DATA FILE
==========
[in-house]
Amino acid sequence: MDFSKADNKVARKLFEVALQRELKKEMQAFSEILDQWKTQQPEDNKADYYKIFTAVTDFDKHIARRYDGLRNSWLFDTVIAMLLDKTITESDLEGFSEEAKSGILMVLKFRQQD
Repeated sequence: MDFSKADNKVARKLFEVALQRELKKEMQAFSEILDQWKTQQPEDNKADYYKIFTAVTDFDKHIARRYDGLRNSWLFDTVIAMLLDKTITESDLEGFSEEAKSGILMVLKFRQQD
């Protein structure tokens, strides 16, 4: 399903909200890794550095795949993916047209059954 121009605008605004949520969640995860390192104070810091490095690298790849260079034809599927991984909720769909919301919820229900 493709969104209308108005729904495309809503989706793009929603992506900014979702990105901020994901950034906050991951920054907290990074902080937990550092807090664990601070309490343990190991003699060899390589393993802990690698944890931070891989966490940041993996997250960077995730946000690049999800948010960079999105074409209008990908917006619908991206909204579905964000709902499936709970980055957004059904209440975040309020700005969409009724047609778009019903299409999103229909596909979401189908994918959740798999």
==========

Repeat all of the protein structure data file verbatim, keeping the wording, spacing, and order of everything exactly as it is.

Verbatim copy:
[in-house]
Amino acid sequence: MDFSKADNKVARKLFEVALQRELKKEMQAFSEILDQWKTQQPEDNKADYYKIFTAVTDFDKHIARRYDGLRNSWLFDTVIAMLLDKTITESDLEGFSEEAKSGILMVLKFRQQD
Repeated sequence: MDFSKADNKVARKLFEVALQRELKKEMQAFSEILDQWKTQQPEDNKADYYKIFTAVTDFDKHIARRYDGLRNSWLFDTVIAMLLDKTITESDLEGFSEEAKSGILMVLKFRQQD
């Protein structure tokens, strides 16, 4: 399903909200890794550095795949993916047209059954 121009605008605004949520969640995860390192104070810091490095690298790849260079034809599927991984909720769909919301919820229900 493709969104209308108005729904495309809503989706793009929603992506900014979702990105901020994901950034906050991951920054907290990074902080937990550092807090664990601070309490343990190991003699060899390589393993802990690698944890931070891989966490940041993996997250960077995730946000690049999800948010960079999105074409209008990908917006619908991206909204579905964000709902499936709970980055957004059904209440975040309020700005969409009724047609778009019903299409999103229909596909979401189908994918959740798999």